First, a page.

Insights

Watch out, YouTube — Amazon Has Big Plans

Twitch-vs-Youtube

In an attempt to compete with video giant YouTube, Amazon has been making moves to widen the scope of their live streaming platform, Twitch. Historically, Twitch has been a destination for video game live streaming, and boasts “140MM+ unique monthly viewers,” with users spending “an average of 95 minutes daily watching live gaming.” By contrast, YouTube has 1.8 billion monthly users, within reach of Facebook’s 2 billion. To compete with YouTube, Twitch has been soliciting exclusive deals with popular content creators and companies, many of which are popular on YouTube.

Amazon actually has a chance

This isn’t the first time Amazon has focused on social content. Just over a year ago, for example, Amazon launched Spark, an Instagram-like feed of photos for Amazon Prime members. The platform performed poorly, with users citing criticisms surrounding the app’s blatant promotional nature, along with its lack of user friendliness. Twitch, however, is a different story — the live streaming website was popular before being purchased by Amazon in 2014, and because of shifts in the industry, has a real chance to compete with big players like YouTube.

Content creators on YouTube have been looking for an alternative for over a year now, triggered in part by the “Adpocalypse,” an event in which YouTube reacted to controversy by pulling advertising (and, as a result, revenue streams) from an endless string of creators. Many YouTubers and podcast personalities have already started streaming on Twitch, even if their content has nothing to do with video gaming.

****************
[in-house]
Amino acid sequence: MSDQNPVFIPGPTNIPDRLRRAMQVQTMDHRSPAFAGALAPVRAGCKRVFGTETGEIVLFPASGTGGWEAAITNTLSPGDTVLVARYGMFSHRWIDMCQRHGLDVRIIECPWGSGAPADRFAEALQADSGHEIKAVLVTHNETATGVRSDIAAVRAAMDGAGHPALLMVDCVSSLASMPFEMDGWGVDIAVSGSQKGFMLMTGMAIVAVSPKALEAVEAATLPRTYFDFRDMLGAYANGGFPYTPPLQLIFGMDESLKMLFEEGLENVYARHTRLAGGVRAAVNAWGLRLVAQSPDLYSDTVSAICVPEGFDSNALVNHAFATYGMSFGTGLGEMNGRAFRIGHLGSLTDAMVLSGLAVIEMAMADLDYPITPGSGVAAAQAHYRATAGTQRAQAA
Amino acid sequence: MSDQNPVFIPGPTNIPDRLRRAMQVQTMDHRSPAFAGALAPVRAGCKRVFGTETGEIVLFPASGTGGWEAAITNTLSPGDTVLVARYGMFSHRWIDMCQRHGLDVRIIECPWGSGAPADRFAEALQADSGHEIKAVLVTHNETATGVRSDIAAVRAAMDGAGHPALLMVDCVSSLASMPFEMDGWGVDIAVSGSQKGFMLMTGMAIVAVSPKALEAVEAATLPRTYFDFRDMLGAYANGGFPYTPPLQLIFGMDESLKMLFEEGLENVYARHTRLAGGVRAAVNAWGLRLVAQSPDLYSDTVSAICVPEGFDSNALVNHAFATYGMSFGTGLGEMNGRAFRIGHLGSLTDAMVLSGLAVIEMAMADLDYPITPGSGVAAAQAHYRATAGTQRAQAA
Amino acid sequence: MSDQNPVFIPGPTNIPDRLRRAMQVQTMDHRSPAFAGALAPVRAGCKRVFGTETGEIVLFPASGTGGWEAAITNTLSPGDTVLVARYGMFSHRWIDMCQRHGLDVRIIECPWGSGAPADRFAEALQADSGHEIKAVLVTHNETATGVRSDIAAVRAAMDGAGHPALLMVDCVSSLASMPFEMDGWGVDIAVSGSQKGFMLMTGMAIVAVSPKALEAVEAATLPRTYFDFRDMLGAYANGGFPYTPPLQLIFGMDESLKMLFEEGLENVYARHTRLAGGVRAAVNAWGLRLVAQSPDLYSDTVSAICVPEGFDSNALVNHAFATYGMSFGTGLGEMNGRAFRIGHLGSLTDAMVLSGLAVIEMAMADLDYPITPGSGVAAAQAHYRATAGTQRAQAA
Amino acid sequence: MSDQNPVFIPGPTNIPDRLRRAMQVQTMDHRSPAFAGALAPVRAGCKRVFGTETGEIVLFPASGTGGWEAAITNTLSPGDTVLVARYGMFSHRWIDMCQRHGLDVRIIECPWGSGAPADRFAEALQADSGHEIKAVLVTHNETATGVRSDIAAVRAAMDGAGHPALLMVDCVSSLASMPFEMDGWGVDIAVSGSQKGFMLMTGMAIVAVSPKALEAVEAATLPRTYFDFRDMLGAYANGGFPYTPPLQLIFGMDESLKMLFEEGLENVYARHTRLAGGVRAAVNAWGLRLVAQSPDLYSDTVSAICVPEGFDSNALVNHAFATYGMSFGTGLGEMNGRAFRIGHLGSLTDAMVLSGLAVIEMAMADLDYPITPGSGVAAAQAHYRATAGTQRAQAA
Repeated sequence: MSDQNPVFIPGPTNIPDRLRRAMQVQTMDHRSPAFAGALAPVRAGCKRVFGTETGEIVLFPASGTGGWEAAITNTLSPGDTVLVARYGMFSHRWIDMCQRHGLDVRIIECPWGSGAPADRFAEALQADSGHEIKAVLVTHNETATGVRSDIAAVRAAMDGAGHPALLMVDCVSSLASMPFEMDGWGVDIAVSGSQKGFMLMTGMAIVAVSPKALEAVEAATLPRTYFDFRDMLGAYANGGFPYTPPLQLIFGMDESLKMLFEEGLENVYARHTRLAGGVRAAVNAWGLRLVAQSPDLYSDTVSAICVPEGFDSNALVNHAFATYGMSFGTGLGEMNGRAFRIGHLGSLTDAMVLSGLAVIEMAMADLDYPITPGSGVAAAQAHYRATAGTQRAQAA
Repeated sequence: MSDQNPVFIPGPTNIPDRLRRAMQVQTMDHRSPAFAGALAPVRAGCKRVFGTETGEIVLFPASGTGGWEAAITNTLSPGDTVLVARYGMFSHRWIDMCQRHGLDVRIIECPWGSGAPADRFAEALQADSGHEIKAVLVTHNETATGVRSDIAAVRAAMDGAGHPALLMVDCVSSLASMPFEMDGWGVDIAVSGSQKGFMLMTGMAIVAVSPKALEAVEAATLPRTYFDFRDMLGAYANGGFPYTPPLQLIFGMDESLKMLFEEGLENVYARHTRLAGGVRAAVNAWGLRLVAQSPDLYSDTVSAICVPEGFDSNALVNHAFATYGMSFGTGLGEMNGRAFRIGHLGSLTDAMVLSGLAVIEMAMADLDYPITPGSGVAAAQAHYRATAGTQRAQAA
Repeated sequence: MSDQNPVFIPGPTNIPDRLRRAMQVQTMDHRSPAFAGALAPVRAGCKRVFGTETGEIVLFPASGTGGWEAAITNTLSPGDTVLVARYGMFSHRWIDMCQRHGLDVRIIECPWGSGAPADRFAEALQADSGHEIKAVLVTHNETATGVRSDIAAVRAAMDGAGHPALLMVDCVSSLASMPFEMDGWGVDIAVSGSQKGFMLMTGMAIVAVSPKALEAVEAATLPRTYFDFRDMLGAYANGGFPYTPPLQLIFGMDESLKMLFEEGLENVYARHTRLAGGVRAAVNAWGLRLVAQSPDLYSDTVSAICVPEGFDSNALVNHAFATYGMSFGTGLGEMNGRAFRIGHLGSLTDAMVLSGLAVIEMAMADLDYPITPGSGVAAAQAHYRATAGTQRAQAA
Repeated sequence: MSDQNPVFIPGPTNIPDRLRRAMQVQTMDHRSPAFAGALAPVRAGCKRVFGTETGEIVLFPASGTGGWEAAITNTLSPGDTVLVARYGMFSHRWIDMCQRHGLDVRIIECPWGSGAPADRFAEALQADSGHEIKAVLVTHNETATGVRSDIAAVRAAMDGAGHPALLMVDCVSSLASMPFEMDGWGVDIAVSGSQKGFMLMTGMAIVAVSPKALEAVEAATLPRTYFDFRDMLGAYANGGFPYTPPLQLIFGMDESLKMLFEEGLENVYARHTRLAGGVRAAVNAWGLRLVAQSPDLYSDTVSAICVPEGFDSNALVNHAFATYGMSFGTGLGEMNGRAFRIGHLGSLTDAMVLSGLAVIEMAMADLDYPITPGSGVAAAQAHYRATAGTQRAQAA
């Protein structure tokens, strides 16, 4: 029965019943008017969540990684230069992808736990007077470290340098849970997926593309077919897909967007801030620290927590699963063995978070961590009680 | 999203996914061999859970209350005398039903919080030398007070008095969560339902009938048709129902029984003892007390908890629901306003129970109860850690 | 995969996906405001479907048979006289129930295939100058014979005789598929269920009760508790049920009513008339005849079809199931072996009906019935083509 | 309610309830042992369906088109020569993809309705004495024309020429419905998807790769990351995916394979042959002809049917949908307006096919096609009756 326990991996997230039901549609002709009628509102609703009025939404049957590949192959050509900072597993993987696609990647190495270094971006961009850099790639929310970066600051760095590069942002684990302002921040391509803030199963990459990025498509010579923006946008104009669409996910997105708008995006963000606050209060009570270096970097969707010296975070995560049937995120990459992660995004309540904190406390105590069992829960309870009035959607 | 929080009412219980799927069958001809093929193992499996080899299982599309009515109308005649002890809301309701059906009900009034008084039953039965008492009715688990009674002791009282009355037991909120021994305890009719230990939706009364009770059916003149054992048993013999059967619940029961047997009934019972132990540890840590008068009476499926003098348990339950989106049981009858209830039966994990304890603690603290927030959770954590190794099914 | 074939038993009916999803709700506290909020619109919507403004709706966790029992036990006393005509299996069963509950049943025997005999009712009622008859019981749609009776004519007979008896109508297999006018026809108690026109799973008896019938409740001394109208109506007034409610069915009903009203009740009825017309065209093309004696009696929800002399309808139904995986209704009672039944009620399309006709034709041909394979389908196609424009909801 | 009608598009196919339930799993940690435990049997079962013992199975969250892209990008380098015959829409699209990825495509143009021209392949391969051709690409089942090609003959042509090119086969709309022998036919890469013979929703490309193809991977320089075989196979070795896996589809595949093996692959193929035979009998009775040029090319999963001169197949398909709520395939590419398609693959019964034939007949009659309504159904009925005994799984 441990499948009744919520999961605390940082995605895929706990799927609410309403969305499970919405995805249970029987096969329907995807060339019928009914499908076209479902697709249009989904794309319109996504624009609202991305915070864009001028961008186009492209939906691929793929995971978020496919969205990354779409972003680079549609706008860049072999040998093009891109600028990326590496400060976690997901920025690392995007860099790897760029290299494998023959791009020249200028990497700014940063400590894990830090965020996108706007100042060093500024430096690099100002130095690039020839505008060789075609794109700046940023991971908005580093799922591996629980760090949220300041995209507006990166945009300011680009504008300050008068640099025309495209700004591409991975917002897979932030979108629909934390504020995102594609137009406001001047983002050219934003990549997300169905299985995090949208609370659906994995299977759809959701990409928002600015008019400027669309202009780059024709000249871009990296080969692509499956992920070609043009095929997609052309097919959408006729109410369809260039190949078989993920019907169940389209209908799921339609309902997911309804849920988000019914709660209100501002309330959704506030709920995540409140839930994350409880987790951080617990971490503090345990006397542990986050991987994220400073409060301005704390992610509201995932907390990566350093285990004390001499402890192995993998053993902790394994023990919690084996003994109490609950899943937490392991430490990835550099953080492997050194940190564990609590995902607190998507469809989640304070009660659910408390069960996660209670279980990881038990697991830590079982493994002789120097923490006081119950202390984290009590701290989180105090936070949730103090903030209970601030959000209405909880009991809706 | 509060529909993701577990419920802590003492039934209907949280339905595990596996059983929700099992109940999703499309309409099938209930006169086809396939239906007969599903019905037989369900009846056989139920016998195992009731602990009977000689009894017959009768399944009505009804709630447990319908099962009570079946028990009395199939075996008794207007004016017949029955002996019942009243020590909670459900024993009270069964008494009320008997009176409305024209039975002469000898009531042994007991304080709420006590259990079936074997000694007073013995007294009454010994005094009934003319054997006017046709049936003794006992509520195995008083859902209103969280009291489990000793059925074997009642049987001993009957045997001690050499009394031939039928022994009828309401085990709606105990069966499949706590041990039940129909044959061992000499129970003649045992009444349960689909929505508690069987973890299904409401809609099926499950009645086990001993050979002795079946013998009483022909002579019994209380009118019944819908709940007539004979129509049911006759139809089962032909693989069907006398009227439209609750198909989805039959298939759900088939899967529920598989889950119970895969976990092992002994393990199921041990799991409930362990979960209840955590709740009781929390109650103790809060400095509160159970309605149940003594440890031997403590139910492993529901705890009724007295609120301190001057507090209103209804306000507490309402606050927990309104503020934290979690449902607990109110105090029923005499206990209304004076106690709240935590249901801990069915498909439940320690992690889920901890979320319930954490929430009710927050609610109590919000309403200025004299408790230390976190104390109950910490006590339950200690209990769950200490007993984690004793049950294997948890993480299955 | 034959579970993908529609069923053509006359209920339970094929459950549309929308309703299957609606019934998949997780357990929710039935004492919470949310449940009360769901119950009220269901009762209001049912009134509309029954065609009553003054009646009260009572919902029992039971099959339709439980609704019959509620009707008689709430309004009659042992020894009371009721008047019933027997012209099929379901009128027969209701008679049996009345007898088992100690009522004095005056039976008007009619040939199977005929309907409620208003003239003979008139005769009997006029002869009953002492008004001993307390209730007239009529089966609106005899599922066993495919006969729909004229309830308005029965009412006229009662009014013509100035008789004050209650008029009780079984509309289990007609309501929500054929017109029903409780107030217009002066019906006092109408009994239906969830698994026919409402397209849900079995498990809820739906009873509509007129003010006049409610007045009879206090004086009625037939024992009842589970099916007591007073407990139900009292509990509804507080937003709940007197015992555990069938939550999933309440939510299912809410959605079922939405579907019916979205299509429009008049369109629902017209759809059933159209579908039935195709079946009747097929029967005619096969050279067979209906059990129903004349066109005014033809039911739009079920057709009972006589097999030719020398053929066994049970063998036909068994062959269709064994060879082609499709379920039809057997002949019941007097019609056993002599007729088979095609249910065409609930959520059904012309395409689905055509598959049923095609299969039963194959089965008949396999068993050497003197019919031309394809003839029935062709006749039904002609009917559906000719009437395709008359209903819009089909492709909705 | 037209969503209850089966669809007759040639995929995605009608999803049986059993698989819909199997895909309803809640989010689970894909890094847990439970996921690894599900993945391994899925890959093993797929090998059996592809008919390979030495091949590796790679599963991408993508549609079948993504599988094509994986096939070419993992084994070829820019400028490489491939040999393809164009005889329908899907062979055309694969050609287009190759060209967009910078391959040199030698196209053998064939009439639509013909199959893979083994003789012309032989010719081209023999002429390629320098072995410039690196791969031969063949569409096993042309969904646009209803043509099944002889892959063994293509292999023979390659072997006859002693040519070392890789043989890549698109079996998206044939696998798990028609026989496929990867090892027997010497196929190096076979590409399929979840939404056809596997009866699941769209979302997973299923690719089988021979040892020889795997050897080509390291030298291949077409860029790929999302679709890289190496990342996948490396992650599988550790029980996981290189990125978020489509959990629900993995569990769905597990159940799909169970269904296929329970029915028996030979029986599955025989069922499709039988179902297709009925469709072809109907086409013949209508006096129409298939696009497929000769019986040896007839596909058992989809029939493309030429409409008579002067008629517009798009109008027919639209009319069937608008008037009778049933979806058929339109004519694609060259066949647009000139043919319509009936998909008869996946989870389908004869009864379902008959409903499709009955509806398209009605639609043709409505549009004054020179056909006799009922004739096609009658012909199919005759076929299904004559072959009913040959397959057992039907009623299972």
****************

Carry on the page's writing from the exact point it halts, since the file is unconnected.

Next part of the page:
Why it matters

Twitch is part of Amazon’s ecosystem, and outside of its own revenue streams and the advantages it brings to AWS, the service draws in a substantial number of customers for the retail marketplace. Twitch Prime, a package that is automatically bundled with Amazon Prime, gives Twitch users a host of perks, including “free games and in-game loot.” Because Twitch Prime subscribers automatically gain access to the benefits of Amazon Prime, they’re more likely to engage with their benefits — Prime Members across the board have been shown to spend nearly twice as much as non-members. Similar to their strategy with original television content, Amazon is leveraging Twitch as a funnel to gain loyal shoppers from varying demographics. If Twitch can eventually take the video crown from YouTube, Amazon will see further integration into their ecosystem, and as a result, more sales, more data, and more dedicated customers.